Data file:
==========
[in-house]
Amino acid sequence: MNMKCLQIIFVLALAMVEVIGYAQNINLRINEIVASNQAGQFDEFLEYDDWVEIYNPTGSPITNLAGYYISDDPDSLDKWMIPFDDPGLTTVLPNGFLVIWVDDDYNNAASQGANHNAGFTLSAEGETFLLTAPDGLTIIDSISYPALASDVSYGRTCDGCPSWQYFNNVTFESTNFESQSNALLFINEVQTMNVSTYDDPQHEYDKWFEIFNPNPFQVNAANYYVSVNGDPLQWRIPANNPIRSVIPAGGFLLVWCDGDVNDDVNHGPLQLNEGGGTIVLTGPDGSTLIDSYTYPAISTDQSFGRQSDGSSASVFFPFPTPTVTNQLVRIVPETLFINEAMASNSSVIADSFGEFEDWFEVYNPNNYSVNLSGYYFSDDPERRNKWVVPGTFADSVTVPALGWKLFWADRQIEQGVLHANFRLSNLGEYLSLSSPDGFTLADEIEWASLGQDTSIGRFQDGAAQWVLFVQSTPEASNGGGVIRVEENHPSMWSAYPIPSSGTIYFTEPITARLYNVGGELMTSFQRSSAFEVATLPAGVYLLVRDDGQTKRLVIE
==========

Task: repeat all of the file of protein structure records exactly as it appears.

[in-house]
Amino acid sequence: MNMKCLQIIFVLALAMVEVIGYAQNINLRINEIVASNQAGQFDEFLEYDDWVEIYNPTGSPITNLAGYYISDDPDSLDKWMIPFDDPGLTTVLPNGFLVIWVDDDYNNAASQGANHNAGFTLSAEGETFLLTAPDGLTIIDSISYPALASDVSYGRTCDGCPSWQYFNNVTFESTNFESQSNALLFINEVQTMNVSTYDDPQHEYDKWFEIFNPNPFQVNAANYYVSVNGDPLQWRIPANNPIRSVIPAGGFLLVWCDGDVNDDVNHGPLQLNEGGGTIVLTGPDGSTLIDSYTYPAISTDQSFGRQSDGSSASVFFPFPTPTVTNQLVRIVPETLFINEAMASNSSVIADSFGEFEDWFEVYNPNNYSVNLSGYYFSDDPERRNKWVVPGTFADSVTVPALGWKLFWADRQIEQGVLHANFRLSNLGEYLSLSSPDGFTLADEIEWASLGQDTSIGRFQDGAAQWVLFVQSTPEASNGGGVIRVEENHPSMWSAYPIPSSGTIYFTEPITARLYNVGGELMTSFQRSSAFEVATLPAGVYLLVRDDGQTKRLVIE